It looks as though the new government is belatedly prepared to grasp the nettle of Labour’s alleged acceptance of torture. The promised commission will investigate what exactly was tolerated under Blair’s government. If America won’t, then Britain will—even though in both cases the culprits are the elected leaders of the previous administration, and the secret services who did their dirty work.
The wheels of justice in Britain can grind exceedingly slowly, but in the end they usually grind small. Thirty-eight years after Bloody Sunday, when it was alleged that British soldiers killed 16 peaceful demonstrators in Londonderry in Northern Ireland, the official inquiry (lasting 12 years—a ridiculous amount of time) announced that it found the soldiers guilty of lying about the demonstrators’ use of guns.
From the 15th century onwards the common law of England (which is also the original common law of America) adamantly set its face against torture and the admission of evidence procured by torture. The judges who presided over these decisions pointed to the inherent unreliability of evidence procured that way, since a person subjected to unbearable pain will say anything to stop it. Voltaire, who lived in London for three years, wrote of how he admired the English attitude. Nevertheless, the special court of the star chamber could issue torture orders, but one of the very first acts of the long parliament in 1640 was to abolish this court, and since then no torture warrant has been issued in England.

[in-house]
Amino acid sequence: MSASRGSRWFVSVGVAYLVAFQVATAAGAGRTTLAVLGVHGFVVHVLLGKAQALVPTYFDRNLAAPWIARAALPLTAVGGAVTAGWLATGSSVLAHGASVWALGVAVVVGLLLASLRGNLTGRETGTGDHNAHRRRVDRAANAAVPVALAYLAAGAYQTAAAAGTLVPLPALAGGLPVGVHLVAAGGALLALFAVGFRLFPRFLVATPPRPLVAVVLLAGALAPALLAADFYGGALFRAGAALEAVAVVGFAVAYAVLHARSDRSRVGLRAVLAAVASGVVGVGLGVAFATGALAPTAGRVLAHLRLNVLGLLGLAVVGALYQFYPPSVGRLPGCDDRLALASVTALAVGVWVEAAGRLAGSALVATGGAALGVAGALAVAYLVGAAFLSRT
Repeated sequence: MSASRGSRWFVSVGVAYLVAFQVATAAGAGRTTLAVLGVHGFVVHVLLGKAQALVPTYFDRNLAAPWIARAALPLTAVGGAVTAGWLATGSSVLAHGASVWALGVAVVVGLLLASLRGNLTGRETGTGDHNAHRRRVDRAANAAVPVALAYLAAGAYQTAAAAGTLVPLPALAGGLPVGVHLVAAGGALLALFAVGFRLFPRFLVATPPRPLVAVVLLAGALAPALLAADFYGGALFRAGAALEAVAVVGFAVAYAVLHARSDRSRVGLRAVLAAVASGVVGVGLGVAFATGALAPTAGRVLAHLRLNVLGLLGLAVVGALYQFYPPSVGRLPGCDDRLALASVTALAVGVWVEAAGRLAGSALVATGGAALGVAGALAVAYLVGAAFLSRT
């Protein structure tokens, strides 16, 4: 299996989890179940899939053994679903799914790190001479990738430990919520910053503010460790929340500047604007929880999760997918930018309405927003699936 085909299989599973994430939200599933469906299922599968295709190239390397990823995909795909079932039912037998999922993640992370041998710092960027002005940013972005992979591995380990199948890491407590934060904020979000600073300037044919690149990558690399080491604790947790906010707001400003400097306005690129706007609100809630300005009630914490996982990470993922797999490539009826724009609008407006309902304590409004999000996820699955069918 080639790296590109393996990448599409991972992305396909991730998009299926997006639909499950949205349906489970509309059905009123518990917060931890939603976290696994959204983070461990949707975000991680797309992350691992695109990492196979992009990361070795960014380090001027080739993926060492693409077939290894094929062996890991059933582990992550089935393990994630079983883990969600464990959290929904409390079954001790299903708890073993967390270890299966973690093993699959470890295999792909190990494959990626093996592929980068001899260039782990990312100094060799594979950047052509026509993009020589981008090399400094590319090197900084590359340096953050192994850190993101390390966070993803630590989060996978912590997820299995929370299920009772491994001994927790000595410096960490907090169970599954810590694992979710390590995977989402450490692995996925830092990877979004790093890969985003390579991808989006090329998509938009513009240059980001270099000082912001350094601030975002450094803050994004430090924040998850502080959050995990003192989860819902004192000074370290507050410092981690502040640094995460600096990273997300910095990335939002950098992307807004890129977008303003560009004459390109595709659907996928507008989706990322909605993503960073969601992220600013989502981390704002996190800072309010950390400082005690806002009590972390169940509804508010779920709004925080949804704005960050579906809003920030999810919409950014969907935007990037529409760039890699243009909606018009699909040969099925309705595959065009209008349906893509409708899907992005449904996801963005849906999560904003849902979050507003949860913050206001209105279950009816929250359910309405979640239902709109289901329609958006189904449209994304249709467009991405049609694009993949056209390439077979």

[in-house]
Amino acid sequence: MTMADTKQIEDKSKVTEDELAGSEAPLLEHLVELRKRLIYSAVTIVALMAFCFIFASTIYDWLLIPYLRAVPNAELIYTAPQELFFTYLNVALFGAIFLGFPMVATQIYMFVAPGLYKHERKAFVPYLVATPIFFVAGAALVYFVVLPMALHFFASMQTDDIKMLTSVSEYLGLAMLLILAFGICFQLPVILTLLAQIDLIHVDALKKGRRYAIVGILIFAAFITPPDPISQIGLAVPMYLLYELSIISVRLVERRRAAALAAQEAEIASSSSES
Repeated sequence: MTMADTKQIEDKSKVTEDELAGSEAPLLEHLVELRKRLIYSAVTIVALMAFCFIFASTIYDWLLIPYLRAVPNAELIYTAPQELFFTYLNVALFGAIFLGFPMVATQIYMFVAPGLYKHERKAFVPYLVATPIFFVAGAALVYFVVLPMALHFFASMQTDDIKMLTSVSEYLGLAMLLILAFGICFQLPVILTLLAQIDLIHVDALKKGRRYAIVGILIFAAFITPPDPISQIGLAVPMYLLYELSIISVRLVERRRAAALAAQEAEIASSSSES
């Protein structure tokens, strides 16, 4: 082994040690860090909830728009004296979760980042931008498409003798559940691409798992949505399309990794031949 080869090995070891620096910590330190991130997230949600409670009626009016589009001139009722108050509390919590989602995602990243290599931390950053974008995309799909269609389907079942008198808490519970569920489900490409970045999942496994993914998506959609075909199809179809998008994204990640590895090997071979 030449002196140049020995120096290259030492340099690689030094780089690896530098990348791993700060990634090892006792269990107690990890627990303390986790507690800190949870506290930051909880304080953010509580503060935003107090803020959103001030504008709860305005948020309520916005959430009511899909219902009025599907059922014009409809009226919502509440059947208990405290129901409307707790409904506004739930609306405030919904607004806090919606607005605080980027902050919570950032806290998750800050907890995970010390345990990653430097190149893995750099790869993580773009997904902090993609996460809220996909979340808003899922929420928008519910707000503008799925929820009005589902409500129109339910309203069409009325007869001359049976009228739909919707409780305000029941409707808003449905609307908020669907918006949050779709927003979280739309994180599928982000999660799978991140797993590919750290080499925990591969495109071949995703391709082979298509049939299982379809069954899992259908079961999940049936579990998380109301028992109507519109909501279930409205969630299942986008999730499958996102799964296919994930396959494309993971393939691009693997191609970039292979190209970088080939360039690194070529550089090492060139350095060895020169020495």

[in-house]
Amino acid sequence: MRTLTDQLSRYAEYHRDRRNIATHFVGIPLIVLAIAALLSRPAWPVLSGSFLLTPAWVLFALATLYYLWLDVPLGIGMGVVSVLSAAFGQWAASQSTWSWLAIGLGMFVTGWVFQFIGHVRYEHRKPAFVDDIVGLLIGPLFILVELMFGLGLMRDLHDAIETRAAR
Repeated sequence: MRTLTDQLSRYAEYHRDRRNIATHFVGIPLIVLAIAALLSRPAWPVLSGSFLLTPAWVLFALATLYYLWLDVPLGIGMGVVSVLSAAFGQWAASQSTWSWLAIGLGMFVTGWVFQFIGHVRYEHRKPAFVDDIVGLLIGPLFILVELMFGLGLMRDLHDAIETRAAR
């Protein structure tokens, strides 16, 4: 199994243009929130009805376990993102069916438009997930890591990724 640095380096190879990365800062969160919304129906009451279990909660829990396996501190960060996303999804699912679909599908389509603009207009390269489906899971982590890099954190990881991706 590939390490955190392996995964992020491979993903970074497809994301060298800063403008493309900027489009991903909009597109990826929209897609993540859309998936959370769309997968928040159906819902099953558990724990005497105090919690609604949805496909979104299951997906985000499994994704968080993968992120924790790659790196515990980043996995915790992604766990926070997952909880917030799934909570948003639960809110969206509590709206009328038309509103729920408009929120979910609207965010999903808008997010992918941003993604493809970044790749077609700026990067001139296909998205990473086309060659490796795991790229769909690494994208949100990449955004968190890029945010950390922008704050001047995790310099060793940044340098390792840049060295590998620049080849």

Torture was abolished in Prussia in 1740, in France in 1789 and in Russia in 1847. In 1791 the US constitution in its eighth amendment forbade cruel and unusual punishment, echoing word-for-word the British bill of rights of 1689.
All these countries are parties to the Geneva convention, to the international convention on civil and political rights and, most importantly, the UN convention against torture, which allows no exceptions even in a time of warfare or emergency. The very conservative administrations of Ronald Reagan and Margaret Thatcher were founding signatories.
The UK is not accused of torture on its own soil, unlike the US, but of sending those who it wanted to be…